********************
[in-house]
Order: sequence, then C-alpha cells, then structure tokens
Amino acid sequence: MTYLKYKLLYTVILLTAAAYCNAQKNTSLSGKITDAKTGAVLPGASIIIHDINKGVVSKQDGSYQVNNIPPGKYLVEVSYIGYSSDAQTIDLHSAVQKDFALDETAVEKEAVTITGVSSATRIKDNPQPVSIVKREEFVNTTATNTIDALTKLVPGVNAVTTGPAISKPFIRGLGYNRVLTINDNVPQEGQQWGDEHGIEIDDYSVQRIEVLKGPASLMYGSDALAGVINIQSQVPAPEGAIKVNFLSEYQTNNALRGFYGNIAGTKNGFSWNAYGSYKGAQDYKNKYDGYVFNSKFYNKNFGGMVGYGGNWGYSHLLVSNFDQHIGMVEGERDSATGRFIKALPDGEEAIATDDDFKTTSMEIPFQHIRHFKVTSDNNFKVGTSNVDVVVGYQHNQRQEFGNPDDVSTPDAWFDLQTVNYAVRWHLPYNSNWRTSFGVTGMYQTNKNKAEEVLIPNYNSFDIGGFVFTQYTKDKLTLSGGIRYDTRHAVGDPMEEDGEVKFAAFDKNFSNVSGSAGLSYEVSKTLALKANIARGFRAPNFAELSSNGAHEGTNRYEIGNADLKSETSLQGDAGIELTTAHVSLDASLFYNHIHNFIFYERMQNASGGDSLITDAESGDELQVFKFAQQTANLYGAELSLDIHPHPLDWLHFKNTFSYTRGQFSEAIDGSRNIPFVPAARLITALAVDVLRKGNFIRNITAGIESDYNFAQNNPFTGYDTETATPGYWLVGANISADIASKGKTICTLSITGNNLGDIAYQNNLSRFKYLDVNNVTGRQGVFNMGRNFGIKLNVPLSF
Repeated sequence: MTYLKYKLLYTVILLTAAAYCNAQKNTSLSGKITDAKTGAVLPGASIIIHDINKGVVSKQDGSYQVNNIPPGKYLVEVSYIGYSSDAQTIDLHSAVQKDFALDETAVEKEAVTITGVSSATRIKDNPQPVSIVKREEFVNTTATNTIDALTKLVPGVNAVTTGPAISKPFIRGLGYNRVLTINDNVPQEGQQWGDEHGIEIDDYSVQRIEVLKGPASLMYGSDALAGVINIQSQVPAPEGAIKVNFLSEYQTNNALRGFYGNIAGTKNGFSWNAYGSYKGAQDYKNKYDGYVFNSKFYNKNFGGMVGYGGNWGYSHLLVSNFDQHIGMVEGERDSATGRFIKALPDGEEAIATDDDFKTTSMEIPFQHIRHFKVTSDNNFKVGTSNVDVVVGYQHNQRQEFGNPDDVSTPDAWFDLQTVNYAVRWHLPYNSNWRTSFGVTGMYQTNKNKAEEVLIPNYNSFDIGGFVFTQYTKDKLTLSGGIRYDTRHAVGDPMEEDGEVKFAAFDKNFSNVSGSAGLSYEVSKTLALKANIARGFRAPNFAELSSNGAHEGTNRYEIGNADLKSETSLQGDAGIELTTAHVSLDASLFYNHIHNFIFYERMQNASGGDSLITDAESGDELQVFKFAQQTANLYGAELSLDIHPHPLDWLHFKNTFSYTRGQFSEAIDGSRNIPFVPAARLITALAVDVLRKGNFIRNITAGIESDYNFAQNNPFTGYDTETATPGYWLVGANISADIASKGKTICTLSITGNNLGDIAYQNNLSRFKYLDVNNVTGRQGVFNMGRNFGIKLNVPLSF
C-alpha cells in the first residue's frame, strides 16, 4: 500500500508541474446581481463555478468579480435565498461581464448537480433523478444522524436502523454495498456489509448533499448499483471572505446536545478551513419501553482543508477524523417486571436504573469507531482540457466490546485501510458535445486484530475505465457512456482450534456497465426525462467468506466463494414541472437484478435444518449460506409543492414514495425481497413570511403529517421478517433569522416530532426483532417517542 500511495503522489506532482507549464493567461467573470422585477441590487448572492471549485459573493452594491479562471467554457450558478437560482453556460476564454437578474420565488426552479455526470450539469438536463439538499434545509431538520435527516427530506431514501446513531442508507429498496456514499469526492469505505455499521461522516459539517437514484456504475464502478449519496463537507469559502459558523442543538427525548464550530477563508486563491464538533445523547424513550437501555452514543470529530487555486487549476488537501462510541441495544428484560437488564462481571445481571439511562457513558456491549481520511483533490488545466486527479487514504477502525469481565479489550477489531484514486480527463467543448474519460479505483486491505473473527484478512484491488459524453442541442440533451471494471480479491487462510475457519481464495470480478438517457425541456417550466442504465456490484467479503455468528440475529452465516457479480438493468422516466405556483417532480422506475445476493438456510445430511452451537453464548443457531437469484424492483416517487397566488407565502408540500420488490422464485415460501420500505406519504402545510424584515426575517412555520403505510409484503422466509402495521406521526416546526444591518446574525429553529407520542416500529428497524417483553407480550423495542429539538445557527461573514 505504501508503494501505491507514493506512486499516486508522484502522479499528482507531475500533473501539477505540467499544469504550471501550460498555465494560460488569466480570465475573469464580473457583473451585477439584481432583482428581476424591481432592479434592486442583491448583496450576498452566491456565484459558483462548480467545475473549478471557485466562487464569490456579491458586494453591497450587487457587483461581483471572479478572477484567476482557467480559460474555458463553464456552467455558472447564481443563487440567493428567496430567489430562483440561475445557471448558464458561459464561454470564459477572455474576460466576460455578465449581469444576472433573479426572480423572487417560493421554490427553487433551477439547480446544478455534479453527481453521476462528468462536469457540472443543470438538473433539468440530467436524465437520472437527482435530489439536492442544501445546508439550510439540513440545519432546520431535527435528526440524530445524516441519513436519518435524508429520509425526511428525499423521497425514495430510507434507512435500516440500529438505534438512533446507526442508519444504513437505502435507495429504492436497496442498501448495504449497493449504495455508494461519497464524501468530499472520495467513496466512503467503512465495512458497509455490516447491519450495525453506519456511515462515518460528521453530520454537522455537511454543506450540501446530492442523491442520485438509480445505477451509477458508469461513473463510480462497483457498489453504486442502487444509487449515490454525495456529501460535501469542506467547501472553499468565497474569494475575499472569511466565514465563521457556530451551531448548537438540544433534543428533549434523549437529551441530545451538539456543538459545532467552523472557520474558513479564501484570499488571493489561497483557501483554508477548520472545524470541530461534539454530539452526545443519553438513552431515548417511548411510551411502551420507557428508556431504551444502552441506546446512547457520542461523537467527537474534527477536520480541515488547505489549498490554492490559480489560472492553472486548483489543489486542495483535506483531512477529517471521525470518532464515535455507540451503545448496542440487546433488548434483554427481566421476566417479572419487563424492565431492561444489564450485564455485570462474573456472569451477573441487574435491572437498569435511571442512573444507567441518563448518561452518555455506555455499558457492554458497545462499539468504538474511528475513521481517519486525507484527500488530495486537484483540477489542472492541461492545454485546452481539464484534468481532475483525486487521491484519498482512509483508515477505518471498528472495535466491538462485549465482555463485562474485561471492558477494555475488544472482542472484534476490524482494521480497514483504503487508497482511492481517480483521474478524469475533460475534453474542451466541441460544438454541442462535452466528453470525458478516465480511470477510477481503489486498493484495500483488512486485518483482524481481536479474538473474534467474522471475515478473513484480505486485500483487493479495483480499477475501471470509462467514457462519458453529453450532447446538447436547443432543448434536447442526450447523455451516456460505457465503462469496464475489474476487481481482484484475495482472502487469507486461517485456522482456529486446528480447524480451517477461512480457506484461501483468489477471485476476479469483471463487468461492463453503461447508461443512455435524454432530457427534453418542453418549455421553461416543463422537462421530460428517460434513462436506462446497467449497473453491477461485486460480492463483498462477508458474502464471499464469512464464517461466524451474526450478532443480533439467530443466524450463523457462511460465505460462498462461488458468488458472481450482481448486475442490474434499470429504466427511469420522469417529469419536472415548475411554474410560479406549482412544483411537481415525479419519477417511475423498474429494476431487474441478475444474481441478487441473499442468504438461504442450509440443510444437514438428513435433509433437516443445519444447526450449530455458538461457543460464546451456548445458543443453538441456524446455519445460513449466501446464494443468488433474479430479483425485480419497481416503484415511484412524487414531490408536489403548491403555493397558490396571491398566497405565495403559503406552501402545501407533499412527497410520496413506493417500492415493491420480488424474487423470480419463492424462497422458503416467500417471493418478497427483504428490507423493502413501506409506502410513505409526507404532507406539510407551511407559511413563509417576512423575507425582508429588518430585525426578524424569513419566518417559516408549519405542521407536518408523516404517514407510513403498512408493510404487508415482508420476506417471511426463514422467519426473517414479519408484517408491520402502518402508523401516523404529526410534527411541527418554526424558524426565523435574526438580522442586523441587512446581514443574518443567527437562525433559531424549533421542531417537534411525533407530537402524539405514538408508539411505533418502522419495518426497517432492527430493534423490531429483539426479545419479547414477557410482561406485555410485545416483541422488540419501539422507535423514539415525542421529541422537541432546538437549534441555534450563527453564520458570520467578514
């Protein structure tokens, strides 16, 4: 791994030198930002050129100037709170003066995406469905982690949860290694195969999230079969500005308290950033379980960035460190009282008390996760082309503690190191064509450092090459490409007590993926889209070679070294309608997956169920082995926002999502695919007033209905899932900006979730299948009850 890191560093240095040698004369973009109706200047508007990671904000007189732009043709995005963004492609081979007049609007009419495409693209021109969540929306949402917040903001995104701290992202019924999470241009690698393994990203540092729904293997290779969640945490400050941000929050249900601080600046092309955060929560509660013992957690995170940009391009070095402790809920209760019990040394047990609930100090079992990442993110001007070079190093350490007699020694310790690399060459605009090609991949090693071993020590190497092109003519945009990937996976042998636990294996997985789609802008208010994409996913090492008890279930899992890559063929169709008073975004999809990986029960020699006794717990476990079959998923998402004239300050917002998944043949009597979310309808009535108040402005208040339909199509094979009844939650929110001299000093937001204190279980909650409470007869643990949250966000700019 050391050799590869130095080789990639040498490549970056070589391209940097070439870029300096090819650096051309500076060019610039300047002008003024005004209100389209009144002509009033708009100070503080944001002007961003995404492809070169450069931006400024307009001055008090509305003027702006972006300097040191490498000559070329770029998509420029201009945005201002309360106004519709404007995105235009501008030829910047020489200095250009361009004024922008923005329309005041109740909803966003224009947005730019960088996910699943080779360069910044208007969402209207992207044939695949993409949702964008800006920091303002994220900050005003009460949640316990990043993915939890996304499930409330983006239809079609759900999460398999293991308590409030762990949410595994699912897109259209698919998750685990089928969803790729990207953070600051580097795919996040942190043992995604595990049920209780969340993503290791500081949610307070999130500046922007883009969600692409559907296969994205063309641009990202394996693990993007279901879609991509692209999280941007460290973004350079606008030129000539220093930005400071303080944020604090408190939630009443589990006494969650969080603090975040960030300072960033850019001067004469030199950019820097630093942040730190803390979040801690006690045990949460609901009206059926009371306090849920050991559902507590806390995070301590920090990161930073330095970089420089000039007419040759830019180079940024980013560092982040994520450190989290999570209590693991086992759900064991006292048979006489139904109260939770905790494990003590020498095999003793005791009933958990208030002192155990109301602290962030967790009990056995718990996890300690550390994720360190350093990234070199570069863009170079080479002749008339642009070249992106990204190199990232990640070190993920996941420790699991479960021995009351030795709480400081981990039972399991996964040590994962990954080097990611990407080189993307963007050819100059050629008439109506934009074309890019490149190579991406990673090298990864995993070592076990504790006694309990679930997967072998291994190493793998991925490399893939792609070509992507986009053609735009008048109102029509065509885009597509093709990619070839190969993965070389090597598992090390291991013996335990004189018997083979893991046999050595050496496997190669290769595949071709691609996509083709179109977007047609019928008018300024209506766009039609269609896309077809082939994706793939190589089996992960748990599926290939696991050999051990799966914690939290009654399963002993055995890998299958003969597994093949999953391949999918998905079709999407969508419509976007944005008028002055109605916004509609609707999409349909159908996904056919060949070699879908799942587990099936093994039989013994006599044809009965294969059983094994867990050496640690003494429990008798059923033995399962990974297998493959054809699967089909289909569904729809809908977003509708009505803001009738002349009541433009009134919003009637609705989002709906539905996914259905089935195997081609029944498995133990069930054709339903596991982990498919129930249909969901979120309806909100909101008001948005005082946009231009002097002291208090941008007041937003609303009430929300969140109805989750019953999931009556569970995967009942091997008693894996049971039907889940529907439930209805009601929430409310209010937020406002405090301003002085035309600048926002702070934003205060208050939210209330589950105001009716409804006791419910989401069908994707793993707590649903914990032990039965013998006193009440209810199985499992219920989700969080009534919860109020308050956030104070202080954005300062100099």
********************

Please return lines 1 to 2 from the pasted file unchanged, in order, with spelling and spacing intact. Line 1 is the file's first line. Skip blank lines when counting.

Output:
[in-house]
Order: sequence, then C-alpha cells, then structure tokens